WEST LAFAYETTE, Ind. (WLF) — Local birds are starting their flights south for the winter. As the nights start to become longer, migrations start to kick-off and as a result, a massive flock was reported flying over Purdue Wildlife Park.
Wildlife Ecology Professor Barney Dunning and his class were there to study and track the migration. They would branding birds with metal bands on their legs to tracking which bird is which and allow them to conduct research on the local bird population.
Dunning said while they weren't able to see the main bulk of the reported flock, they did see remnants of it.
"We did catch a nice variety of birds, including hummingbirds, migrating warblers, as well as a lot of catbirds today. So, it was a fun day out in the field." - Wildlife Ecology Professor Barney Dunning, Purdue University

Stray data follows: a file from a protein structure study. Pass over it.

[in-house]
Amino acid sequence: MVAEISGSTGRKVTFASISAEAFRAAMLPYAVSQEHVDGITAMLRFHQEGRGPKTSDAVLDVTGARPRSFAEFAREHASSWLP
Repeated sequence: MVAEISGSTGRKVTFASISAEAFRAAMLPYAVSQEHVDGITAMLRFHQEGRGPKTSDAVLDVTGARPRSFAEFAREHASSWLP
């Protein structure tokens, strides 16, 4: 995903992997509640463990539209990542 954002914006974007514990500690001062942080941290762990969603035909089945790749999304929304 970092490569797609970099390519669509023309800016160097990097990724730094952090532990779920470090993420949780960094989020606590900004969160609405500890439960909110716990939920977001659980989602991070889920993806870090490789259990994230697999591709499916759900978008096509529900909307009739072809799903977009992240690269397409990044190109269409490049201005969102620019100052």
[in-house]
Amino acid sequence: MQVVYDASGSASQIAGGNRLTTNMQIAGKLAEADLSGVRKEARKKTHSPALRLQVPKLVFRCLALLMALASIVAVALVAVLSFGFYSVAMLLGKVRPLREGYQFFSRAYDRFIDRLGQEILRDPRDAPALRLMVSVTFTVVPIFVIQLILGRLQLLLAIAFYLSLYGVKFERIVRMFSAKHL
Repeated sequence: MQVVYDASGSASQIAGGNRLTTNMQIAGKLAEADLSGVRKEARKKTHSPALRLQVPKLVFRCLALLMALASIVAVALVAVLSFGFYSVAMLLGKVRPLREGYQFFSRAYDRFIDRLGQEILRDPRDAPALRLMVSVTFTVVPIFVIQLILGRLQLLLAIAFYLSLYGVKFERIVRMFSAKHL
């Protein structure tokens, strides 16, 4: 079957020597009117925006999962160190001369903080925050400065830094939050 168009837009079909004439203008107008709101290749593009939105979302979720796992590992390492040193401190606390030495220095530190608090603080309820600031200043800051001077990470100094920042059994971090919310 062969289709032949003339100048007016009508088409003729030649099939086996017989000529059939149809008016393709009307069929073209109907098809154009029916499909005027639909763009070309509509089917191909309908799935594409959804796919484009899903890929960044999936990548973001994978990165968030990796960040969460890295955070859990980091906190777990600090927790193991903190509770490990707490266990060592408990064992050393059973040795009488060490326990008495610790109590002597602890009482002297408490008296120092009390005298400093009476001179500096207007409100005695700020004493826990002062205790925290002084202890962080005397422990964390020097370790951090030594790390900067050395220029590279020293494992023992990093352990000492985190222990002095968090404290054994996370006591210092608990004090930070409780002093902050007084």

He adds that branding allows them to record independent data for scientific purposes.
"You can look for change. If the bird changes its size, if it's heavier this time than last time. You would only know that if the bird was identifiable," said Dunning.
He says this practice has been a standard since the 1930s and is a basic component that makes up bird science.